“The Day Before” will be released in USA on June 28th. I received my ARC from Simon & Schuster’s Galley Grab program.
( )
  Ceilidhann | Sep 20, 2013 |
This book makes you really feel that emotions of the main character. Throughout the whole book I could feel and understand what the character was going through. I read this book because it was by the same author who wrote that last book I read.
  edspicer | Apr 28, 2013 |
Showing 1-5 of 33 (next | show all)
no reviews | add a review
You must log in to edit Common Knowledge data.
For more help see the Common Knowledge help page.
Series (with order)
Canonical title
Original title
Alternative titles
Original publication date
Important places
Important events
Related movies
Awards and honors
First words
Last words
Disambiguation notice
Publisher's editors
Publisher series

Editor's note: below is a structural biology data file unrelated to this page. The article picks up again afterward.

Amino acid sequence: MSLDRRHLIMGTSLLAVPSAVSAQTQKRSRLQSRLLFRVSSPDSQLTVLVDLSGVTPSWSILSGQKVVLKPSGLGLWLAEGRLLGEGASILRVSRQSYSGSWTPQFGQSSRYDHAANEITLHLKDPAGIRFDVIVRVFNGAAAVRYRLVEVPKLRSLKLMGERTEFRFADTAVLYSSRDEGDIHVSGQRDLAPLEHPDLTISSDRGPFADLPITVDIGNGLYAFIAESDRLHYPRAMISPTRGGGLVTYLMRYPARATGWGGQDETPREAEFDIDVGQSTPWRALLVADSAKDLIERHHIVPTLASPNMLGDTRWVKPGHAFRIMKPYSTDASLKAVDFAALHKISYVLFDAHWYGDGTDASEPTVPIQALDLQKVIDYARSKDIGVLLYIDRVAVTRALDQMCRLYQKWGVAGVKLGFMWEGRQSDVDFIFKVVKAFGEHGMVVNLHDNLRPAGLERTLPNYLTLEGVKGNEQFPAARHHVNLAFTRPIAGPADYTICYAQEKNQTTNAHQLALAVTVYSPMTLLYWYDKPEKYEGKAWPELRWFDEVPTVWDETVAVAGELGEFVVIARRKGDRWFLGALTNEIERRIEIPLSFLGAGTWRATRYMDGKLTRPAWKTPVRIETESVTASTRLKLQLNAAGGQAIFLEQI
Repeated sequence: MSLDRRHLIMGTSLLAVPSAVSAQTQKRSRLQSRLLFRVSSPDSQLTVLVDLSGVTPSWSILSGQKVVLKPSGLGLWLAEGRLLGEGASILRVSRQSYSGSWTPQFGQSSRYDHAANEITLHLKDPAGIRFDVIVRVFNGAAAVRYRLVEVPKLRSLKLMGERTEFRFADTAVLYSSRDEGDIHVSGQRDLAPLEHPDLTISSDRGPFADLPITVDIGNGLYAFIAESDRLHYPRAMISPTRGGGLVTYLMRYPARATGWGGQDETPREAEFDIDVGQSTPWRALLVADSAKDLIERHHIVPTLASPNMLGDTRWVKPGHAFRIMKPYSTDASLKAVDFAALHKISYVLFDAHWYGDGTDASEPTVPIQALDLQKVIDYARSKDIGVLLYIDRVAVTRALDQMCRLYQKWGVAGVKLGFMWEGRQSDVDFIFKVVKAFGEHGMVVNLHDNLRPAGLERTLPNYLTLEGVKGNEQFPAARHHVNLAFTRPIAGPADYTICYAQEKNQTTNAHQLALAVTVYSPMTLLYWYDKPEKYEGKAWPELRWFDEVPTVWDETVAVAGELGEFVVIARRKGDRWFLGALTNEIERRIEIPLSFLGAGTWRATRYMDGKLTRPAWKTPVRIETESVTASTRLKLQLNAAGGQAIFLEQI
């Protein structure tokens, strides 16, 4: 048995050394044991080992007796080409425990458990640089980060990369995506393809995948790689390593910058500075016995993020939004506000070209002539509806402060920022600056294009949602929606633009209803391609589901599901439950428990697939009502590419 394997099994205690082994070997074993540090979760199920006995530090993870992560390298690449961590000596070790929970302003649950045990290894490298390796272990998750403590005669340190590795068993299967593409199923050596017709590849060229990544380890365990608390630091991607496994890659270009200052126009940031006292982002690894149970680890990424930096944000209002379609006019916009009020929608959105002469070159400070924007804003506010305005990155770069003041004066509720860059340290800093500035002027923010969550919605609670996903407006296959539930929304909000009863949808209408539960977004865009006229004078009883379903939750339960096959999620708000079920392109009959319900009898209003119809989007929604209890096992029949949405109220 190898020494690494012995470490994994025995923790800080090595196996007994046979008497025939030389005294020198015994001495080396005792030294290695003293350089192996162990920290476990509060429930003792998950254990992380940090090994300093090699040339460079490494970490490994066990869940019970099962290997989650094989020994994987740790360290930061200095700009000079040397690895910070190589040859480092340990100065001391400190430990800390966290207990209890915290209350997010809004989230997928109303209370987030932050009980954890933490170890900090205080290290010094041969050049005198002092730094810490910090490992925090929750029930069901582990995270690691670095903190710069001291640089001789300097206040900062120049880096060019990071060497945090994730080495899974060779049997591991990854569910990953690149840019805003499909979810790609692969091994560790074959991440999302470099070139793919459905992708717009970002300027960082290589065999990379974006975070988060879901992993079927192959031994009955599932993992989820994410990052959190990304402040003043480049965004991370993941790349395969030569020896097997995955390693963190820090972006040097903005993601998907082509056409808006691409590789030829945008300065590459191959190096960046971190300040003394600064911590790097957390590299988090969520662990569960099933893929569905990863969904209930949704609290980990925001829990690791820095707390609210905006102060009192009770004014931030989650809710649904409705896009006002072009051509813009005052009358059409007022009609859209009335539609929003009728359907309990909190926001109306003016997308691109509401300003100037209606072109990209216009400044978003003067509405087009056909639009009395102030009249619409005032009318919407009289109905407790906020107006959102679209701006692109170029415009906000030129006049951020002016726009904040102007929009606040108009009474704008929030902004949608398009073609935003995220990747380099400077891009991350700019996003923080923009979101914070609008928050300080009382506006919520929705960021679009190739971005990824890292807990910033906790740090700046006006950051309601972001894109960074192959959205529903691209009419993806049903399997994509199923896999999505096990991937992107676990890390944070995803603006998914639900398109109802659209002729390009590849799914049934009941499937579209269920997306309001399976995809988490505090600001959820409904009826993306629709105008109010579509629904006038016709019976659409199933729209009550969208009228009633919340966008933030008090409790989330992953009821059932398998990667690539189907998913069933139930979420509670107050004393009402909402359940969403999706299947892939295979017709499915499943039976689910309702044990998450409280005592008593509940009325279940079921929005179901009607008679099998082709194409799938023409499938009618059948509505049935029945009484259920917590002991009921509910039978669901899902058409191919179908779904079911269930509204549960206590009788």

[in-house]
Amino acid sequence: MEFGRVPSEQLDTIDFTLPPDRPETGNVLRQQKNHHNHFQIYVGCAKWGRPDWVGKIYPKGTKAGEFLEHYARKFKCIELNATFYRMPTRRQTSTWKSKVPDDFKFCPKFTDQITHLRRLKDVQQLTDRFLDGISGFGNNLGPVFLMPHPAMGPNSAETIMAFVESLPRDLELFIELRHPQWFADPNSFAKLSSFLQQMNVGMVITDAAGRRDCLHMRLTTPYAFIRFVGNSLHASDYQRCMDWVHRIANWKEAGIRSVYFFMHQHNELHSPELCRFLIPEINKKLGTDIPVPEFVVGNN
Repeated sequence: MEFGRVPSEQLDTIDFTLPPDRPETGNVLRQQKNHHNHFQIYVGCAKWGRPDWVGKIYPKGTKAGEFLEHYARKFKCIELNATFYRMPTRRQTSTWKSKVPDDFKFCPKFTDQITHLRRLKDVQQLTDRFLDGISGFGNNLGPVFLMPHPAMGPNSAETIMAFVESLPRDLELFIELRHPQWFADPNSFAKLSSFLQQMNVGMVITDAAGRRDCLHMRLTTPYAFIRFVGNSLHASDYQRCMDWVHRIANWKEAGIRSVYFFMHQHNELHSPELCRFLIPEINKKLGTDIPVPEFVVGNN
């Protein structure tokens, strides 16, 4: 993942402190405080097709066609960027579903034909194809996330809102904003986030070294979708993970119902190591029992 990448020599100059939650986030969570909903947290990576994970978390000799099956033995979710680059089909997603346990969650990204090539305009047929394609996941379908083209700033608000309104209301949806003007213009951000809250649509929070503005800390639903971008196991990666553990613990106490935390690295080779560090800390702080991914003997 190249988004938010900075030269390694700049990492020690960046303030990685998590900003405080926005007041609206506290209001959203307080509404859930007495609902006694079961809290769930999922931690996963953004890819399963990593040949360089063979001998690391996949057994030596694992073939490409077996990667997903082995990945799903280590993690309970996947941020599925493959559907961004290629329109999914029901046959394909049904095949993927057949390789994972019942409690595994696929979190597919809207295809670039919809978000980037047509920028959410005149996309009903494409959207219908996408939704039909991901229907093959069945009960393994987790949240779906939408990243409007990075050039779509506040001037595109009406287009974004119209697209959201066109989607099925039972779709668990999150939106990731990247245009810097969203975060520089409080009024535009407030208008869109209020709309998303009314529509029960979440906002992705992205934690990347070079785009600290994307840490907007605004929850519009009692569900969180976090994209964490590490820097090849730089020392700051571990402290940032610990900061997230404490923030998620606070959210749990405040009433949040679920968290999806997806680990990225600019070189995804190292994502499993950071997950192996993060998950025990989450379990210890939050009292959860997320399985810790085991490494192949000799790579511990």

Original language

References to this work on external resources.

Wikipedia in English


Book description
Haiku summary

No descriptions found.

Sixteen-year-old Amber, hoping to spend one perfect day alone at the beach before her world is turned upside down, meets and feels a strong connection to Cade, who is looking for his own escape, for a very different reason.

(summary from another edition)

Quick Links

Swap Ebooks Audio
65 wanted

Popular covers


Average: (3.92)
1 1
2 5
3 7
3.5 2
4 21
4.5 5
5 14

Is this you?

Become a LibraryThing Author.


You are using the new servers! | About | Privacy/Terms | Help/FAQs | Blog | Store | APIs | TinyCat | Legacy Libraries | Early Reviewers | Common Knowledge | 114,493,914 books! | Top bar: Always visible